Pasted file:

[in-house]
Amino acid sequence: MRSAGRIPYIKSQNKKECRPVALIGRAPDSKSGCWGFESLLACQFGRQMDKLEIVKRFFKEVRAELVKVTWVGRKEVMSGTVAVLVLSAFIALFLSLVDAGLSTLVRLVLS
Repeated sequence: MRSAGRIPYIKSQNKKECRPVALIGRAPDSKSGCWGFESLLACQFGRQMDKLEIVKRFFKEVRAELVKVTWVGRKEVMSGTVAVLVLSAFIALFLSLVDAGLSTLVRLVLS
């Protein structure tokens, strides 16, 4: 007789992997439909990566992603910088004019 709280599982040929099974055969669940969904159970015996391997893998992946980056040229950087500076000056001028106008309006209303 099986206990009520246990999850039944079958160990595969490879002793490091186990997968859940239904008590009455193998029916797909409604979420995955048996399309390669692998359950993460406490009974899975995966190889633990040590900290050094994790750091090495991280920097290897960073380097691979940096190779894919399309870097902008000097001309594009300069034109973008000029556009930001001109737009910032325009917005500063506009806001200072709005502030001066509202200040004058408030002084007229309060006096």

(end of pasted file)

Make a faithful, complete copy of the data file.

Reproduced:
[in-house]
Amino acid sequence: MRSAGRIPYIKSQNKKECRPVALIGRAPDSKSGCWGFESLLACQFGRQMDKLEIVKRFFKEVRAELVKVTWVGRKEVMSGTVAVLVLSAFIALFLSLVDAGLSTLVRLVLS
Repeated sequence: MRSAGRIPYIKSQNKKECRPVALIGRAPDSKSGCWGFESLLACQFGRQMDKLEIVKRFFKEVRAELVKVTWVGRKEVMSGTVAVLVLSAFIALFLSLVDAGLSTLVRLVLS
């Protein structure tokens, strides 16, 4: 007789992997439909990566992603910088004019 709280599982040929099974055969669940969904159970015996391997893998992946980056040229950087500076000056001028106008309006209303 099986206990009520246990999850039944079958160990595969490879002793490091186990997968859940239904008590009455193998029916797909409604979420995955048996399309390669692998359950993460406490009974899975995966190889633990040590900290050094994790750091090495991280920097290897960073380097691979940096190779894919399309870097902008000097001309594009300069034109973008000029556009930001001109737009910032325009917005500063506009806001200072709005502030001066509202200040004058408030002084007229309060006096």